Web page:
Edited by Marco Tamburelli and Mauro Tosco
[Studies in World Language Problems 8] 2021
► pp. 41–56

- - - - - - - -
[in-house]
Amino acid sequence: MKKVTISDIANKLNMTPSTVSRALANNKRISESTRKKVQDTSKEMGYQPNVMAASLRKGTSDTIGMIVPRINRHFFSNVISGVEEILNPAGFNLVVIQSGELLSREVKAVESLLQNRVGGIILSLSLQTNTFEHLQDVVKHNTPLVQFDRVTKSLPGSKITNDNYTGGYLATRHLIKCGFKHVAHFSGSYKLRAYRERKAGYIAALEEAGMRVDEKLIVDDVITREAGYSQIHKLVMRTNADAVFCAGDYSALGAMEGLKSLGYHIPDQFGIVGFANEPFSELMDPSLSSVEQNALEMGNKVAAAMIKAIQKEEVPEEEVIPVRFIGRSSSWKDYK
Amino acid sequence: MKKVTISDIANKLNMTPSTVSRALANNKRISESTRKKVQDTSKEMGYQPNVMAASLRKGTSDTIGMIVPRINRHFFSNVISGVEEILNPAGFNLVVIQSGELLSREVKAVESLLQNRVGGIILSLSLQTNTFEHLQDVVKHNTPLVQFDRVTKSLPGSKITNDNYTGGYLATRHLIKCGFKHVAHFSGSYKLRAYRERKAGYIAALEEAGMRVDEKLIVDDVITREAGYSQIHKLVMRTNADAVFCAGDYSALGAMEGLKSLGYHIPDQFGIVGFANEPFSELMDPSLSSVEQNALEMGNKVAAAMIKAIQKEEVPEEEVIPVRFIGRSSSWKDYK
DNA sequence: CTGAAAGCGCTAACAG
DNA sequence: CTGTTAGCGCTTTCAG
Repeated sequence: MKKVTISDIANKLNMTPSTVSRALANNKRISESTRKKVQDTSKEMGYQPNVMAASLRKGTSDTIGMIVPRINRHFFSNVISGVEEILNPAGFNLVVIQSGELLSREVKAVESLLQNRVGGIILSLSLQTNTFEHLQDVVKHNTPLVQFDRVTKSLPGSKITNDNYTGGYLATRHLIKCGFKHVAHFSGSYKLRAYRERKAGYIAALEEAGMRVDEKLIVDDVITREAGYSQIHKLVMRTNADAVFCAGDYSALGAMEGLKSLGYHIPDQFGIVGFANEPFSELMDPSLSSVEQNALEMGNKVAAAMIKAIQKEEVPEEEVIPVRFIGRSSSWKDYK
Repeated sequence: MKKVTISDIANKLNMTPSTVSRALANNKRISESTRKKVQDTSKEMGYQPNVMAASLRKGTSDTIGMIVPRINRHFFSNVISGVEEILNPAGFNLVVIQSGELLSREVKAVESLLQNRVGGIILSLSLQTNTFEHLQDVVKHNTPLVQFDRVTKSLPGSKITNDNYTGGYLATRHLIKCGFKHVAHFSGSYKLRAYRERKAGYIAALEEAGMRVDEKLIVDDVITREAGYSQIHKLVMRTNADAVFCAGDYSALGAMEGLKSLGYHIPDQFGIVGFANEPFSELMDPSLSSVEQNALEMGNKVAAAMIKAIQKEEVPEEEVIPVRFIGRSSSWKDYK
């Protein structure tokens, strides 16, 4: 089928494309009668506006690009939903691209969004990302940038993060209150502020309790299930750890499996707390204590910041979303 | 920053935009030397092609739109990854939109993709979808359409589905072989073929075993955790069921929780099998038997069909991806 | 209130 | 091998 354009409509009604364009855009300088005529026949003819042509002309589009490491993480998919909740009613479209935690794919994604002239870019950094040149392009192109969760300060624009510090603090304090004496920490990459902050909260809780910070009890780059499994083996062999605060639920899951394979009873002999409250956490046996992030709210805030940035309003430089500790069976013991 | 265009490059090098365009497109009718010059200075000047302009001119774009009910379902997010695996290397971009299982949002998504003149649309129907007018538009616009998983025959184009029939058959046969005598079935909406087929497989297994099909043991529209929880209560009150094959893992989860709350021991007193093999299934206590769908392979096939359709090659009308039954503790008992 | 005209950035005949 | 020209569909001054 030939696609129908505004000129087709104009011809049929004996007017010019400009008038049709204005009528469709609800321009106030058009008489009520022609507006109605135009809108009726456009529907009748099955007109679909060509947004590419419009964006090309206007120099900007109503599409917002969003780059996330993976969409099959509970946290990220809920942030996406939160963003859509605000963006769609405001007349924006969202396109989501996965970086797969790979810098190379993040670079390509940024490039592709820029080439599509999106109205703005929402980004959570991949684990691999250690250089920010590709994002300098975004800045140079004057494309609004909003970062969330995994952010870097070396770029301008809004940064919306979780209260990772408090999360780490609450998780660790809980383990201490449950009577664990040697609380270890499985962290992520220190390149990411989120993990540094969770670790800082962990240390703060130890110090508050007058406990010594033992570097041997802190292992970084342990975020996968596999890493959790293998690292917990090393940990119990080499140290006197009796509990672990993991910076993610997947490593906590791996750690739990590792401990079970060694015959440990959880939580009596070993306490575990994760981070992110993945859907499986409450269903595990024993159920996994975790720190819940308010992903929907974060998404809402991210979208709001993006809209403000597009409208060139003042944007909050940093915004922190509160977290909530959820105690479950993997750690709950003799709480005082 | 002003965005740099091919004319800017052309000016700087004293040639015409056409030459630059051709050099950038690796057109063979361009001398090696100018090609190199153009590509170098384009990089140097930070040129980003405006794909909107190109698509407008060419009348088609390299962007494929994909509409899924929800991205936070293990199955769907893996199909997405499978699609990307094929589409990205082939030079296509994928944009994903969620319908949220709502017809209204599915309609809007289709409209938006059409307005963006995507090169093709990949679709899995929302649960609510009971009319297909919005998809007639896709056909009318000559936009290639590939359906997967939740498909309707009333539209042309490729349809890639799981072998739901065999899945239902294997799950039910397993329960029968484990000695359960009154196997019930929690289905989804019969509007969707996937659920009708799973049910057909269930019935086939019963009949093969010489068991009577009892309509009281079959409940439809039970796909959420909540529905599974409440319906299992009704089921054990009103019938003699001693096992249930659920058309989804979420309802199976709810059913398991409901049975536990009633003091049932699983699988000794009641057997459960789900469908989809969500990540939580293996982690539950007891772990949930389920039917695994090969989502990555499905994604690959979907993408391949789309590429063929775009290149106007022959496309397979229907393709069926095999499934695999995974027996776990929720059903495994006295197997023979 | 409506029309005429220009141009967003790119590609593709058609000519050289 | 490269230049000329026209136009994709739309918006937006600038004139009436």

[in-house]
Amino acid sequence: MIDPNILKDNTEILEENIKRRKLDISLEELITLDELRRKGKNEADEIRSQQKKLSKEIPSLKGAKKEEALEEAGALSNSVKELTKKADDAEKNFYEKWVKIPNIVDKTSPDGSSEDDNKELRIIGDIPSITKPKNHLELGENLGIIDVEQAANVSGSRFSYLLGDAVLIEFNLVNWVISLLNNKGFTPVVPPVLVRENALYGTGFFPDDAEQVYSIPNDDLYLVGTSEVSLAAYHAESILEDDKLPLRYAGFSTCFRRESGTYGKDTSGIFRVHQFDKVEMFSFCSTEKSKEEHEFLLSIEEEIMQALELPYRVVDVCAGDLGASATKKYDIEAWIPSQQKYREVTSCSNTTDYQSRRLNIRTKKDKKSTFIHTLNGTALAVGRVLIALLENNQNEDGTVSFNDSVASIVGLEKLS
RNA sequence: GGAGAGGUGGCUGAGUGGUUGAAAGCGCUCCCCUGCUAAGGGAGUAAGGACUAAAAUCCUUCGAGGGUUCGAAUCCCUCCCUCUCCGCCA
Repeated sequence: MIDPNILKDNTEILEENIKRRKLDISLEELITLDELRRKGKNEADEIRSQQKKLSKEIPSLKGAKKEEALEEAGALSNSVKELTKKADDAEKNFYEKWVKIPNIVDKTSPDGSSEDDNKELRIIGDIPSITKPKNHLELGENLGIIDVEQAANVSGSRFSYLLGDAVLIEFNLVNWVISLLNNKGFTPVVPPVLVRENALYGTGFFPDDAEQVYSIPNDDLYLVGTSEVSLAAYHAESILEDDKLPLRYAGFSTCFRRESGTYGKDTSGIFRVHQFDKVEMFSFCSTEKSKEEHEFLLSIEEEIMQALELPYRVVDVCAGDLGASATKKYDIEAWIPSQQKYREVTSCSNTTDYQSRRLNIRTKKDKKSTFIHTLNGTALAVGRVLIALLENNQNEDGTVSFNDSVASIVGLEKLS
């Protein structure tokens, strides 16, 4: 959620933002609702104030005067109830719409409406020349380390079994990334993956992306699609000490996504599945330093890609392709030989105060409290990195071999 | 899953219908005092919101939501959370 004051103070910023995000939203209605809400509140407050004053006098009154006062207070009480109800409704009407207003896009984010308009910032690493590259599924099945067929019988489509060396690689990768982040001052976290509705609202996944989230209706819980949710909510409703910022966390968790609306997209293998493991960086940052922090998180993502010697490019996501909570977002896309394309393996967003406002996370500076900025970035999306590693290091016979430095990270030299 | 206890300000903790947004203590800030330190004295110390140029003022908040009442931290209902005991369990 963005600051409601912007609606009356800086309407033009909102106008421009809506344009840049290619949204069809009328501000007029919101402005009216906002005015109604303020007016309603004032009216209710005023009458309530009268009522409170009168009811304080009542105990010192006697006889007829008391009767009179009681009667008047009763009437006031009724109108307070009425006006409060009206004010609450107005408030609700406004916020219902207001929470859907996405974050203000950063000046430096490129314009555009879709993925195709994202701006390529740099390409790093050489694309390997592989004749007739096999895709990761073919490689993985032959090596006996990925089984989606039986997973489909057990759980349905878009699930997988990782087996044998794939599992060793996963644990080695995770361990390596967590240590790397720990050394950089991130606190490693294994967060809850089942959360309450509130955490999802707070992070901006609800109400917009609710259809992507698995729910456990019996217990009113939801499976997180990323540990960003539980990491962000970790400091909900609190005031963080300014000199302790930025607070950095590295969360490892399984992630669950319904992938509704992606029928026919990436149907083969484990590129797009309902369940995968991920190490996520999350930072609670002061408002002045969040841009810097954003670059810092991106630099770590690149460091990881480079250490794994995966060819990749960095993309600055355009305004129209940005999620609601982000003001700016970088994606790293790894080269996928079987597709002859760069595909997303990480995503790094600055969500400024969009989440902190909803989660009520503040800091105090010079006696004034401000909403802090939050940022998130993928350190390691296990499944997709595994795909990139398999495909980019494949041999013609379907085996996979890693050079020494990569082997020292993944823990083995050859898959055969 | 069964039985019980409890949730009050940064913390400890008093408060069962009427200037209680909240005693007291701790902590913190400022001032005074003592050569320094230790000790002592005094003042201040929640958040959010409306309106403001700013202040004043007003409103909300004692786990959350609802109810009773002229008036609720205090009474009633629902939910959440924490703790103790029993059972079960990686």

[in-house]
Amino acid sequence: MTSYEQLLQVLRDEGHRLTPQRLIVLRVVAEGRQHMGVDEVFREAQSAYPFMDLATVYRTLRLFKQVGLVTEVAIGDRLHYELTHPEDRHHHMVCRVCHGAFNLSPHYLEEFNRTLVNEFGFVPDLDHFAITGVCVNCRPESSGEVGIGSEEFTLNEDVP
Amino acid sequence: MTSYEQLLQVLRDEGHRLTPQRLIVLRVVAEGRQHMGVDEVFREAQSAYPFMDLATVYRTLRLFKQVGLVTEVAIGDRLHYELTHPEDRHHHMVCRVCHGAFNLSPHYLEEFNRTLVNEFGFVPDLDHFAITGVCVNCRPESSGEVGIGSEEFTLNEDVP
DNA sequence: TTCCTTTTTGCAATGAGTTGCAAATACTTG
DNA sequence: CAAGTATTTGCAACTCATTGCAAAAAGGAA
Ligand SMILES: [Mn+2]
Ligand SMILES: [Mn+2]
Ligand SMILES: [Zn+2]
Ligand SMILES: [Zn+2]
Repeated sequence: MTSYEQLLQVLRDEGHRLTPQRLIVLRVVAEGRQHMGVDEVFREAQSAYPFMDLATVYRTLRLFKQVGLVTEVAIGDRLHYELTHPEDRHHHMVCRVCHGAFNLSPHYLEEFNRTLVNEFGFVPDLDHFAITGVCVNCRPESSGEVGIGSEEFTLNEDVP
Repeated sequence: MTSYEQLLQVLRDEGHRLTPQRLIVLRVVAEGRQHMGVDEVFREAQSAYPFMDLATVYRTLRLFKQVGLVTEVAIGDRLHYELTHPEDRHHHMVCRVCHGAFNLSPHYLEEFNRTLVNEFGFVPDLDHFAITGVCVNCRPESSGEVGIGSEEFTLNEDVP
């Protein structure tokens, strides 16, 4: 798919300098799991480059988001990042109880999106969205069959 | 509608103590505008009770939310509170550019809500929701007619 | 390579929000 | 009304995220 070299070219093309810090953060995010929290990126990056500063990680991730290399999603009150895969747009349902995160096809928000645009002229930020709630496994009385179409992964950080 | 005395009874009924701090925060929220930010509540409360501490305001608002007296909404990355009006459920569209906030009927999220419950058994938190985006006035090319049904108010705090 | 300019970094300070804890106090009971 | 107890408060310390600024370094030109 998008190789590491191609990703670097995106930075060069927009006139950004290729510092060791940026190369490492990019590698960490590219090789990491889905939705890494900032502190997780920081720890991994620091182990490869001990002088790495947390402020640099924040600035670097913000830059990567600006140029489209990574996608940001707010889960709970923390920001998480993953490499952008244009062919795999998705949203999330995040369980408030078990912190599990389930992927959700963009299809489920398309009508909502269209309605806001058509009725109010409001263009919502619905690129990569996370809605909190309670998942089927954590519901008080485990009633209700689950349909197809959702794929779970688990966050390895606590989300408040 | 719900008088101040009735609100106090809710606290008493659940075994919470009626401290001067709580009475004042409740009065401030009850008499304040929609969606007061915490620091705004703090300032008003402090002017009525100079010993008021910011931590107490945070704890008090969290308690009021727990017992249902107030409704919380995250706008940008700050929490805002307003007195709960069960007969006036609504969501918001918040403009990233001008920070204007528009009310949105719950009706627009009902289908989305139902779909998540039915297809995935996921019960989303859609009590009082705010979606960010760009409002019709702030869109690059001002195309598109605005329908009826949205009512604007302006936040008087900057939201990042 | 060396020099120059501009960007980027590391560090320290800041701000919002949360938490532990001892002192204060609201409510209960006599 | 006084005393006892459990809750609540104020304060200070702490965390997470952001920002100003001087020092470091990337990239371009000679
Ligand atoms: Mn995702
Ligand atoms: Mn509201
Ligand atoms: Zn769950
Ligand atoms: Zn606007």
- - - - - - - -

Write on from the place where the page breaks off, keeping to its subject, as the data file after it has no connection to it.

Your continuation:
This chapter argues that democracy has both theoretical and practical implications that negatively affect the maintenance of language (and cultural) diversity. Attention is paid to the levelling effects of welfare policies, which tend to depress the speakers’ interest in language preservation and transmission and which typically negatively affect the quality of revitalisation programmes. The presentation discusses the practical and theoretical problems posed by possible ways out such as a voluntary, self-imposed “boundary maintenance” policy (Fishman 1991) and “the creation of linguistic fortresses or ghettoes” (Laponce 1984) in order to protect a minority language. Further, it argues that the democratic state – in itself just the last instalment of the nation-state – may have a special problem with multilingualism, and that language diversity possibly fared better in past forms of government.